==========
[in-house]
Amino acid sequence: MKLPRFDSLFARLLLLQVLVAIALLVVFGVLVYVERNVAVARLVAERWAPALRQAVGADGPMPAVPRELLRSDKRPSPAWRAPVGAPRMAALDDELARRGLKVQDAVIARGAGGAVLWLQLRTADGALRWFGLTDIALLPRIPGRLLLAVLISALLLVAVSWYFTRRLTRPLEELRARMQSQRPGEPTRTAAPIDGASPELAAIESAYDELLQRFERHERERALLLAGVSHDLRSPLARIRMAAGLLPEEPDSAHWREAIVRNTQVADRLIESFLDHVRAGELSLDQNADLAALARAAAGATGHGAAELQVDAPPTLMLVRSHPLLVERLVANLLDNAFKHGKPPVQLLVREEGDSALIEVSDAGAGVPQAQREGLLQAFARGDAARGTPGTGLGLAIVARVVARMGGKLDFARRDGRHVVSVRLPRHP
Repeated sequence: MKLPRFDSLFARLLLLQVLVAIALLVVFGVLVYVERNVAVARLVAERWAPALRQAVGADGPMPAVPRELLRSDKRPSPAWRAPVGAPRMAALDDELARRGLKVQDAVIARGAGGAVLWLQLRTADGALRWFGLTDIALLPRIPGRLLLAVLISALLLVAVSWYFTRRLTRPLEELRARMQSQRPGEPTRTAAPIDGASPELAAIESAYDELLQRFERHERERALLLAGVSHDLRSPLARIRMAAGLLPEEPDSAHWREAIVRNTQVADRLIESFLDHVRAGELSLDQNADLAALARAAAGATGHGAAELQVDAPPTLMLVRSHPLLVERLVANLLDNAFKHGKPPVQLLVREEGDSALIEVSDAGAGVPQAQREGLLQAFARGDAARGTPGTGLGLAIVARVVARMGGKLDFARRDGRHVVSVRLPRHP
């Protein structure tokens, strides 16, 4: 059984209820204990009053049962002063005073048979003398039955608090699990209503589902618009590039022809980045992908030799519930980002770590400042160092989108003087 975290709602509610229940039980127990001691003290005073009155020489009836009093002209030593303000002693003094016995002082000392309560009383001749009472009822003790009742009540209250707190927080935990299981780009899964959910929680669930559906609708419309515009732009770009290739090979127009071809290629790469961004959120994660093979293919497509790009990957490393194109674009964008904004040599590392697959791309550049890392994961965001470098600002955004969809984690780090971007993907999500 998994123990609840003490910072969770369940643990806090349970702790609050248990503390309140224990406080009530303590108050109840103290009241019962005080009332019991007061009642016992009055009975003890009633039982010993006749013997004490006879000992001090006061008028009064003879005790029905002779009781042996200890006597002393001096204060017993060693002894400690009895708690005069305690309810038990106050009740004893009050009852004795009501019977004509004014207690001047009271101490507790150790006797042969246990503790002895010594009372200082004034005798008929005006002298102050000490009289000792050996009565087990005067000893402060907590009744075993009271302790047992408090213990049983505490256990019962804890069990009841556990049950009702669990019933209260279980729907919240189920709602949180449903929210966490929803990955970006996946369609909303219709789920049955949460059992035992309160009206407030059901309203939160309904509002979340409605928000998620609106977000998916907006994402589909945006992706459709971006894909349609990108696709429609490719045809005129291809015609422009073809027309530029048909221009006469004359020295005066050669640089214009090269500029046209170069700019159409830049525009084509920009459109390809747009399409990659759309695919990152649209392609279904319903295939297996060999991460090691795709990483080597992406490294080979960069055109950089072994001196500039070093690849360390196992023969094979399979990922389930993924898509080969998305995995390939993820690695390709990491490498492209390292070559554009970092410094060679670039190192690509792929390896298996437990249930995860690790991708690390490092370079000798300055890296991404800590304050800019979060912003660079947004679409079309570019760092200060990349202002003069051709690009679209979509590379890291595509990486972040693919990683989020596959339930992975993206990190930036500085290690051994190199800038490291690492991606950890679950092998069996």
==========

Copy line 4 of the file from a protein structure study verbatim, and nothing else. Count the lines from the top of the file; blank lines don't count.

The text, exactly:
């Protein structure tokens, strides 16, 4: 059984209820204990009053049962002063005073048979003398039955608090699990209503589902618009590039022809980045992908030799519930980002770590400042160092989108003087 975290709602509610229940039980127990001691003290005073009155020489009836009093002209030593303000002693003094016995002082000392309560009383001749009472009822003790009742009540209250707190927080935990299981780009899964959910929680669930559906609708419309515009732009770009290739090979127009071809290629790469961004959120994660093979293919497509790009990957490393194109674009964008904004040599590392697959791309550049890392994961965001470098600002955004969809984690780090971007993907999500 998994123990609840003490910072969770369940643990806090349970702790609050248990503390309140224990406080009530303590108050109840103290009241019962005080009332019991007061009642016992009055009975003890009633039982010993006749013997004490006879000992001090006061008028009064003879005790029905002779009781042996200890006597002393001096204060017993060693002894400690009895708690005069305690309810038990106050009740004893009050009852004795009501019977004509004014207690001047009271101490507790150790006797042969246990503790002895010594009372200082004034005798008929005006002298102050000490009289000792050996009565087990005067000893402060907590009744075993009271302790047992408090213990049983505490256990019962804890069990009841556990049950009702669990019933209260279980729907919240189920709602949180449903929210966490929803990955970006996946369609909303219709789920049955949460059992035992309160009206407030059901309203939160309904509002979340409605928000998620609106977000998916907006994402589909945006992706459709971006894909349609990108696709429609490719045809005129291809015609422009073809027309530029048909221009006469004359020295005066050669640089214009090269500029046209170069700019159409830049525009084509920009459109390809747009399409990659759309695919990152649209392609279904319903295939297996060999991460090691795709990483080597992406490294080979960069055109950089072994001196500039070093690849360390196992023969094979399979990922389930993924898509080969998305995995390939993820690695390709990491490498492209390292070559554009970092410094060679670039190192690509792929390896298996437990249930995860690790991708690390490092370079000798300055890296991404800590304050800019979060912003660079947004679409079309570019760092200060990349202002003069051709690009679209979509590379890291595509990486972040693919990683989020596959339930992975993206990190930036500085290690051994190199800038490291690492991606950890679950092998069996």